Posted by Sean Breslin
September 2, 2009
Wednesday morning started bleakly for the Oregon Department of Human Services Children and Families Division—at 10AM a woman known only as “B.D.” filed suit against the Division and two of its caseworkers seeking $5 million in damages for years of abuse.
According to the complaint, Children and Family Services (CAF) removed the woman from her natural parents’ home around 1993, when she was four years old. B.D. was placed in the care of her maternal grandmother and her grandmother’s husband, David Purcell. For years, B.D. endured rape and abuse at the hands of Purcell and eventually came forward about the abuse in 1999, at the age of 10. Purcell is currently serving prison time for his crimes against her.
But then this August, B.D. discovered that she was not the first person Purcell abused: he had been previously convicted in 1980 of raping his 14-year-old daughter and in 1987 of rape and sodomy related to a stepdaughter.
Learning that, B.D. wanted to hold the state accountable for putting her in an abusive situation. The suit she brought on Wednesday claims that CAF failed in its duty to provide “safe and appropriate foster care,” and that the two caseworkers (named “John Doe I” and “John Doe II” in the complaint) had “constructive knowledge” about Purcell’s past convictions. Attorney Kelly Clark, who is representing B.D., explains the case in blunter terms.
“They should have known. That’s what it means,” Clark says.
Clark says he is confident that legal pressures have forced change in many private institutions like the Catholic Church, but that public systems like foster care remain largely unscrutinized. He hopes this case will bring a change in policy, but he’s not holding his breath for a genuine change of heart at DHS. “If it has to be done because they’re afraid of liability or afraid of bad publicity, I don’t really care. I want them to do the right thing.”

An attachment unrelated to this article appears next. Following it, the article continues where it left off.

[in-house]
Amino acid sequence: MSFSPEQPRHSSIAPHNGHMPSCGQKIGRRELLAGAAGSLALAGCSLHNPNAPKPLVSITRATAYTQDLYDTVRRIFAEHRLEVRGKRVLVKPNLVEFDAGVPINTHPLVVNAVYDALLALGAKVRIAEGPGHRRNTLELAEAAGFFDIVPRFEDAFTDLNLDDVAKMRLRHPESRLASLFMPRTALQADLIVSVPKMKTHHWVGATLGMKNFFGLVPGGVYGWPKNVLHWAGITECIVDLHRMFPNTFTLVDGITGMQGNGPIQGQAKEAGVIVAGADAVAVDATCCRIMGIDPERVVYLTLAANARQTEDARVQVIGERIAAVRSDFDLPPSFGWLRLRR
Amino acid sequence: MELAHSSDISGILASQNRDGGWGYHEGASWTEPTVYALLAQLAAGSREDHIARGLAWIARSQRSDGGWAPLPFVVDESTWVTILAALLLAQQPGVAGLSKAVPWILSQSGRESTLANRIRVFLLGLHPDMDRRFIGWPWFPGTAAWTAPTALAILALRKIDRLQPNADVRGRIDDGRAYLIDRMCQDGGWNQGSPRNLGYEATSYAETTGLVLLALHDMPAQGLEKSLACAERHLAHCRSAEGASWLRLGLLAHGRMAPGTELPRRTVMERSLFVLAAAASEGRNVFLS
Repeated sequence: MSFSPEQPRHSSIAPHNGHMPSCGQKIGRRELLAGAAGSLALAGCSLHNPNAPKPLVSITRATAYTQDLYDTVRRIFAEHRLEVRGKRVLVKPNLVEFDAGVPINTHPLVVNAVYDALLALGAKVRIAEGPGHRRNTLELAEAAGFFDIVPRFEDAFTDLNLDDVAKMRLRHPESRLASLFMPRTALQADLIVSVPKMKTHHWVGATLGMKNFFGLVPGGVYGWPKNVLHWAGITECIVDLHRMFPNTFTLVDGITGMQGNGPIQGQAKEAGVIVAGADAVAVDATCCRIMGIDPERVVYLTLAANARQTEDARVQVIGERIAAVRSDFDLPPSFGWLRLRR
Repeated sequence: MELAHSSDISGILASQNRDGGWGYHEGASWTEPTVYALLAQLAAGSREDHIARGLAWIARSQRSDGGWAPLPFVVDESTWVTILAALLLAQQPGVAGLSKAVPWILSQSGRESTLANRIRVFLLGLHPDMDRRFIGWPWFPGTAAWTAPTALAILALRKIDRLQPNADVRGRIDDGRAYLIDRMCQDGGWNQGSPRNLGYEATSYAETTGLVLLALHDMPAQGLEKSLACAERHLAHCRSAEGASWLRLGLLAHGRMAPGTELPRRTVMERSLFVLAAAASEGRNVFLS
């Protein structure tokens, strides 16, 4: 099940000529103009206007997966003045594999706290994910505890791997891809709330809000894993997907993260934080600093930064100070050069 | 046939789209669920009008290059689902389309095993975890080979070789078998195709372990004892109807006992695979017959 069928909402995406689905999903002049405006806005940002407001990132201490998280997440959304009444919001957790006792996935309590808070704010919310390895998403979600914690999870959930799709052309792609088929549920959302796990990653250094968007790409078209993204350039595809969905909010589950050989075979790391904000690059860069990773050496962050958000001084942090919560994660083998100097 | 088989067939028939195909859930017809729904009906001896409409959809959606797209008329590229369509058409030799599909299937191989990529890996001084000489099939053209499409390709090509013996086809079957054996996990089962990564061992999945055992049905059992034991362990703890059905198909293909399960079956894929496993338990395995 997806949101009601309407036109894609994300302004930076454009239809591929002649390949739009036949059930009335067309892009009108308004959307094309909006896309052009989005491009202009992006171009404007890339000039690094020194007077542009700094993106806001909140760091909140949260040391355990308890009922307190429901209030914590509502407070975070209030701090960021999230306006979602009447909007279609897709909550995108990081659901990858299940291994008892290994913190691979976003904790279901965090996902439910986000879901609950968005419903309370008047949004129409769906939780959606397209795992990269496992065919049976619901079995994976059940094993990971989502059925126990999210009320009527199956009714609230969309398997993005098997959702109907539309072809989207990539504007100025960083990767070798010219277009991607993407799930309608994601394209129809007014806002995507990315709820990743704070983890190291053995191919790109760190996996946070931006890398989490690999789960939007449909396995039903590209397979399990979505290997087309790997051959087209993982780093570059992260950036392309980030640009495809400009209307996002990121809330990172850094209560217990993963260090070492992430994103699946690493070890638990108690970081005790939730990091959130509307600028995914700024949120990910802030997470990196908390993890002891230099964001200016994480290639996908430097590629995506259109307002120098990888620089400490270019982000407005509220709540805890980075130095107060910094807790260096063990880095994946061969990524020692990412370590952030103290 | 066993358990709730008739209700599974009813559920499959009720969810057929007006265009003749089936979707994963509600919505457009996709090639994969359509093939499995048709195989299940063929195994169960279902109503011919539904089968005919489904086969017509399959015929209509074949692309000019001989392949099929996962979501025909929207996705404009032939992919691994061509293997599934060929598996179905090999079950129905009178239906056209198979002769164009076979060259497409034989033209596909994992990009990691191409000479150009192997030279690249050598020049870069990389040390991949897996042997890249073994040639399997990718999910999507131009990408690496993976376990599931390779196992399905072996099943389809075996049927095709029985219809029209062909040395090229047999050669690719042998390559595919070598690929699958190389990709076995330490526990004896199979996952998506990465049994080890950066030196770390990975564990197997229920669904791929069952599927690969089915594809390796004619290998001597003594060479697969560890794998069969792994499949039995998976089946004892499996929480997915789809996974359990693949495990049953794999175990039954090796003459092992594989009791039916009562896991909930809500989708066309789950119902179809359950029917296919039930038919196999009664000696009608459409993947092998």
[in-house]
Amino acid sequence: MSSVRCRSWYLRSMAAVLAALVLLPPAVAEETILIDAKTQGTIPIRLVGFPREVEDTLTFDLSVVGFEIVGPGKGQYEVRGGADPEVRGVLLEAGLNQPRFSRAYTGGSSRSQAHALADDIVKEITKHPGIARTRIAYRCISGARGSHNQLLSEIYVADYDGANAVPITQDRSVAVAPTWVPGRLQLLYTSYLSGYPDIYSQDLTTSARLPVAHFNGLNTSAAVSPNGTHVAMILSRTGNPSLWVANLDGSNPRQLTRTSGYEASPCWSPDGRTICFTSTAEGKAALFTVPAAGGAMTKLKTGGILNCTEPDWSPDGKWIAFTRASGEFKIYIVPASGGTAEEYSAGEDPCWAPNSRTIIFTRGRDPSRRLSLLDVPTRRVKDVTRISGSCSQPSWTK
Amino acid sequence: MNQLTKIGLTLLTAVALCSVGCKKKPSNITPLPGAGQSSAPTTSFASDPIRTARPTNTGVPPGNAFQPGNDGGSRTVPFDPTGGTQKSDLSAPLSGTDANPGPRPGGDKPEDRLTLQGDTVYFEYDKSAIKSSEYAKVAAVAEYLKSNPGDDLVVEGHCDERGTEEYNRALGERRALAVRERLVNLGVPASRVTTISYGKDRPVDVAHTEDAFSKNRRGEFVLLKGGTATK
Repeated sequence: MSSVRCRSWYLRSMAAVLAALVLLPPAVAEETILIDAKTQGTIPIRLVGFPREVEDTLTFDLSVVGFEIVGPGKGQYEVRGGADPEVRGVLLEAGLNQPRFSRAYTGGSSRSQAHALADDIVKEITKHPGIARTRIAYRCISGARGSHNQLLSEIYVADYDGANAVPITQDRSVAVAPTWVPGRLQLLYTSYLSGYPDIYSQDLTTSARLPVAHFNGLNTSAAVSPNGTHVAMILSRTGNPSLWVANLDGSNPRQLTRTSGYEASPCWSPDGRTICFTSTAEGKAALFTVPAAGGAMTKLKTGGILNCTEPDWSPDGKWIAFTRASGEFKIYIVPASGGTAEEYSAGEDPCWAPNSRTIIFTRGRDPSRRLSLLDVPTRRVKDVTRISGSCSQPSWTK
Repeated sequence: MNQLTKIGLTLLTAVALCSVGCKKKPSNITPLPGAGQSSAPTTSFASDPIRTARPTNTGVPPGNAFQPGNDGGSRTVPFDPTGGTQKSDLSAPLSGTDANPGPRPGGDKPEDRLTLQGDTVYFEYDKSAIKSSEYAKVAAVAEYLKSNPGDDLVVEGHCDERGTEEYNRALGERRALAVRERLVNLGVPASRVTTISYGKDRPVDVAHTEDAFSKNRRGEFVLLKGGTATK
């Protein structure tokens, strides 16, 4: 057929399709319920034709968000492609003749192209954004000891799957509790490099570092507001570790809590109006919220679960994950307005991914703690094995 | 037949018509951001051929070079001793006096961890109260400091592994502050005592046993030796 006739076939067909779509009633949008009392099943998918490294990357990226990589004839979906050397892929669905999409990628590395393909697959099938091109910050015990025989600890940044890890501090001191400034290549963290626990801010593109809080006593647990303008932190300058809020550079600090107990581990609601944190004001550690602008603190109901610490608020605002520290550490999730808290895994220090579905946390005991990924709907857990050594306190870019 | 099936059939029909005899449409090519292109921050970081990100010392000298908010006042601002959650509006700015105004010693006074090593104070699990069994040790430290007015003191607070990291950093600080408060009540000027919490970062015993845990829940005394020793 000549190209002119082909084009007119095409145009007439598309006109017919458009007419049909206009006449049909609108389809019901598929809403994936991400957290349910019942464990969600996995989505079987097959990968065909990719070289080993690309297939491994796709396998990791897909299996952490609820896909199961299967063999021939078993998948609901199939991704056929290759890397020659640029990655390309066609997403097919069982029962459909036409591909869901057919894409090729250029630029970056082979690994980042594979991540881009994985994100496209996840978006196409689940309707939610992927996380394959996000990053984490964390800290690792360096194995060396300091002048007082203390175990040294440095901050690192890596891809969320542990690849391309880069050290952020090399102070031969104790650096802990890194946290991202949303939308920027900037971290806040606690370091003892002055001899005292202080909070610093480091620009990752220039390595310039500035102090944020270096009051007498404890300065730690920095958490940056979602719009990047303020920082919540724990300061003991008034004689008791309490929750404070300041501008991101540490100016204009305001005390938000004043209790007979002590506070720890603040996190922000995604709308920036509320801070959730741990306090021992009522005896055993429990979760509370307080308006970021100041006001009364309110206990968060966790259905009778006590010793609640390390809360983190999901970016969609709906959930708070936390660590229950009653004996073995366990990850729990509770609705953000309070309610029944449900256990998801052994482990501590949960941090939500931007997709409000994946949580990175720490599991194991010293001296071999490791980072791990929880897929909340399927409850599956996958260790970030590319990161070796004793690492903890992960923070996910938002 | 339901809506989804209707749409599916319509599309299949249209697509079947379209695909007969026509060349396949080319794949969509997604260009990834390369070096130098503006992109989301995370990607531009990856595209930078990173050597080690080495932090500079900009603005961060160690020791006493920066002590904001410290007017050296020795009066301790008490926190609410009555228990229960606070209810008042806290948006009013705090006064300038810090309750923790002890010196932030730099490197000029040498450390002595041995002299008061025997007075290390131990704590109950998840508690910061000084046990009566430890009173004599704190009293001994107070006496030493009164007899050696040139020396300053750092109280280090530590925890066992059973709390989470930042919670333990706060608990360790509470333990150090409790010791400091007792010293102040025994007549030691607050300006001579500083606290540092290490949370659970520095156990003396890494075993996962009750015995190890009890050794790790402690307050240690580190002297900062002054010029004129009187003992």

Read on for more details about the case.
Because of statutory limitations, Clark is bringing the suit as both an instance of alleged negligence by the state, and as a violation of B.D.’s civil rights. According to Clark, negligence cases cannot be pursued more than two years after the victim has become “reasonable aware” of her right to sue, but there are no statute of limitations on federal civil rights law.
“One of the reason’s [lawsuits like this] have not been common is because the law is so dang convoluted. The state has made it very difficult to sue the state,” says Clark.
The Oregon Department of Human Services did not immediately return calls about the suit.